Shannon v. General Elec. Co., 812 F. Supp. 308, 313, 315 n.5 (N.D.N.Y.
1993) (“no dispute” that GE falls within definition of “agency” subject to
requirements of Privacy Act where pursuant to contract it operated Depart-
ment of Energy-owned lab under supervision, control, and oversight of de-
partment and where by terms of contract GE agreed to comply with Privacy
A record is a collection or grouping of information about an individual
that, for example, may include educational, financial, or biographical infor-
mation, together with personal identifiers such as names, photos, numbers, or
fingerprints. (5 U.S.C. § 552a(a)(4)). It does not apply to all government
records and documents that may contain an individual’s name or other pri-
vate information. For example, it does not include private notes of a supervi-
sor if such notes are not used by the agency to make decisions (Johnston v.
Horne, 875 F.2d 1415 (9th Cir. 1989)), but such notes may become subject to
the Act if they become part of an agency’s decision. (Chapman v. NASA, 682
F.2d 526 (5th Cir. 1982), cert. denied, 469 U.S. 1038 (1984)). It also does
not apply to information in documents obtained from independent sources of
information, even though identical information may be in an agency’s system
of records (Thomas v. DOE, 719 F.2d 342 (10th Cir. 1983)).
The Act focuses on “systems of records” established, maintained, or con-
trolled by an agency. A “system of records” is a group of any records where
individual names or other individual identifiers can be used to retrieve the
information (5 U.S.C. § 552a(a)(5)). Agencies may maintain records cov-
ered by the Act only when they are relevant and necessary to accomplish the
agency’s purpose (5 U.S.C. § 552(e)(1)). The Court of Appeals for the Dis-
trict of Columbia Circuit addressed the “system of records” definition in the
context of computerized information in Henke v. U.S. Dep’t of Commerce, 83
F.3d 1453 (D.C. Cir. 1996), and noted that “the OMB guidelines make it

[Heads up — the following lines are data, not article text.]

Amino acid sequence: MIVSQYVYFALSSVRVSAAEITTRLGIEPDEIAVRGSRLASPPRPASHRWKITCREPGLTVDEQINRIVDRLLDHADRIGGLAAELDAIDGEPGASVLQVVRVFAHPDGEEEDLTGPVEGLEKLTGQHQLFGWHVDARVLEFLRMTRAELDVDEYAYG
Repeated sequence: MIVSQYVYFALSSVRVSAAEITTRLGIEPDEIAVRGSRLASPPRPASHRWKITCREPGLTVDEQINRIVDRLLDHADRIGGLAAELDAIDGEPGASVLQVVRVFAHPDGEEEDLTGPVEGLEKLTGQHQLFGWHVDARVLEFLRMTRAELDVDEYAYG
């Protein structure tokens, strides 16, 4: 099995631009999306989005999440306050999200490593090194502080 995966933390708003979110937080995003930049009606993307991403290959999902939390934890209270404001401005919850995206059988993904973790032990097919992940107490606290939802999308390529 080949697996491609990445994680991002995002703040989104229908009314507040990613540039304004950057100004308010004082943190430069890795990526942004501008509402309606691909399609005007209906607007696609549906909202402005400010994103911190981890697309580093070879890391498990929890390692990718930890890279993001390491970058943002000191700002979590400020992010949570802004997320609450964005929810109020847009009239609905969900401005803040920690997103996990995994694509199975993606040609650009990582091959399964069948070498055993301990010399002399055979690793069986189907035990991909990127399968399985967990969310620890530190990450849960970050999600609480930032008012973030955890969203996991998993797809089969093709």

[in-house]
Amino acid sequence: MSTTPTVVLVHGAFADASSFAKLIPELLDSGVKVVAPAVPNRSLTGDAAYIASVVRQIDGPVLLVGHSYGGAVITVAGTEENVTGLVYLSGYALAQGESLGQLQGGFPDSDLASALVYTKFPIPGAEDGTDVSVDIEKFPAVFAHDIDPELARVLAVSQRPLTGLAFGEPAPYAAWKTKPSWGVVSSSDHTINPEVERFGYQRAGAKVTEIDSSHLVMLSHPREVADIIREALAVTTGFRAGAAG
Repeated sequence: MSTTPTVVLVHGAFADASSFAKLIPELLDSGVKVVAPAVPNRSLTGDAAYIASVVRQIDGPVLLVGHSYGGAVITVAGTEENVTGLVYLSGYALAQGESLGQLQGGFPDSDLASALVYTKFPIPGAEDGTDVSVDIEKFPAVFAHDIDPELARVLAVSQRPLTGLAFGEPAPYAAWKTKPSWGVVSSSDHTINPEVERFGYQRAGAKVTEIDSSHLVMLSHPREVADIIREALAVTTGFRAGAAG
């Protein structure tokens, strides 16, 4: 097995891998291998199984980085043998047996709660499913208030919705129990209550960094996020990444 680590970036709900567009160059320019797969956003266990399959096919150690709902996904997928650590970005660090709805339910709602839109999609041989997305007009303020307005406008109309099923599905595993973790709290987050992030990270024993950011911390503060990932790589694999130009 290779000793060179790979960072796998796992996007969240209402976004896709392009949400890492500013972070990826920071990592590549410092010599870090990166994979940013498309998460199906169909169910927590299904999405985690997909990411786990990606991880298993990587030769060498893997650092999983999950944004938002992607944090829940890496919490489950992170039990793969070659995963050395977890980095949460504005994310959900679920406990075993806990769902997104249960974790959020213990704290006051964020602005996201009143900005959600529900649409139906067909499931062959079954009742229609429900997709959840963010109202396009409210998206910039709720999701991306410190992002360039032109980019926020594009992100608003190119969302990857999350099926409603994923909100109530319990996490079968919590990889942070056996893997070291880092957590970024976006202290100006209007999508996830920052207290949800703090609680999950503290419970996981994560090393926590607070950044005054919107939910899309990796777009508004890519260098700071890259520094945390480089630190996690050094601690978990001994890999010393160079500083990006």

clear that it is not sufficient that an agency has the capability to retrieve
information indexed under a person’s name, but the agency must in fact
retrieve records in this way in order for a system of records to exist.Id. at
1460 n.12. The D.C. Circuit looked to Congress’ use of the words “is re-
trieved” in the statute’s definition of a system of records and focused on
whether the agency “in practice” retrieved information. Id. at 1459-61.
Access to Records. Where the agency is authorized to keep records cov-
ered by the Act, an individual has a right of access to records concerning him
or her. This is a central protection of the Act for individuals. The individual
has a right to:
Copy any or all of the record (§ 552a(d)(1));
Request amendment of the record (§ 552a(d)(2)) and to file a con-
cise statement of disagreement if the agency refuses to amend the
record that will be provided to all persons to whom the record is
disclosed (§ 552a(d)(4));
Request an accounting from the agency on the date, nature, and pur-
pose of each disclosure of the record (§ 552a(c)).
The individual has an absolute right to access and need not provide any
reason for seeking access (FTC v. Shaffner, 626 F.2d 32 (7th Cir. 1980)).
Agency Requirements. For each system of records an agency main-
tains, it must: